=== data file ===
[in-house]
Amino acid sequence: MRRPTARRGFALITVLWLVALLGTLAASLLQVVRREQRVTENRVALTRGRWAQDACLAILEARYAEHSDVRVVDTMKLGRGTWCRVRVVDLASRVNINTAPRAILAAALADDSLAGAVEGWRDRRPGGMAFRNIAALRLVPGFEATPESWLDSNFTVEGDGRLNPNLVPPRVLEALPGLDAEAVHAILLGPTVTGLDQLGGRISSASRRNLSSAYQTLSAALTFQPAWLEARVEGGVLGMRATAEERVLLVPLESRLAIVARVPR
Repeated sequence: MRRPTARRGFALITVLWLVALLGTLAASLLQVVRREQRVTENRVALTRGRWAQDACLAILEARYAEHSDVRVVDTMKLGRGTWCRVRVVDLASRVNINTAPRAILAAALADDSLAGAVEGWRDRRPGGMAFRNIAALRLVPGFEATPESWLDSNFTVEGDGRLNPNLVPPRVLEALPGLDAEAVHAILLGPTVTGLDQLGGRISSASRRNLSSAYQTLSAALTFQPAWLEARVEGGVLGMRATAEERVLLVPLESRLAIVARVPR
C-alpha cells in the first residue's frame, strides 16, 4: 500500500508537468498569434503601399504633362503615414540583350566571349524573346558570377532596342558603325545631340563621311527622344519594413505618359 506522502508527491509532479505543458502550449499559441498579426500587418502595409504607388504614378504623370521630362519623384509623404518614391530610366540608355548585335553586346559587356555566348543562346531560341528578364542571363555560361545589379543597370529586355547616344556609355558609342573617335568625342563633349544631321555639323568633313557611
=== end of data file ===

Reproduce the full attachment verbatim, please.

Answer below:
[in-house]
Amino acid sequence: MRRPTARRGFALITVLWLVALLGTLAASLLQVVRREQRVTENRVALTRGRWAQDACLAILEARYAEHSDVRVVDTMKLGRGTWCRVRVVDLASRVNINTAPRAILAAALADDSLAGAVEGWRDRRPGGMAFRNIAALRLVPGFEATPESWLDSNFTVEGDGRLNPNLVPPRVLEALPGLDAEAVHAILLGPTVTGLDQLGGRISSASRRNLSSAYQTLSAALTFQPAWLEARVEGGVLGMRATAEERVLLVPLESRLAIVARVPR
Repeated sequence: MRRPTARRGFALITVLWLVALLGTLAASLLQVVRREQRVTENRVALTRGRWAQDACLAILEARYAEHSDVRVVDTMKLGRGTWCRVRVVDLASRVNINTAPRAILAAALADDSLAGAVEGWRDRRPGGMAFRNIAALRLVPGFEATPESWLDSNFTVEGDGRLNPNLVPPRVLEALPGLDAEAVHAILLGPTVTGLDQLGGRISSASRRNLSSAYQTLSAALTFQPAWLEARVEGGVLGMRATAEERVLLVPLESRLAIVARVPR
C-alpha cells in the first residue's frame, strides 16, 4: 500500500508537468498569434503601399504633362503615414540583350566571349524573346558570377532596342558603325545631340563621311527622344519594413505618359 506522502508527491509532479505543458502550449499559441498579426500587418502595409504607388504614378504623370521630362519623384509623404518614391530610366540608355548585335553586346559587356555566348543562346531560341528578364542571363555560361545589379543597370529586355547616344556609355558609342573617335568625342563633349544631321555639323568633313557611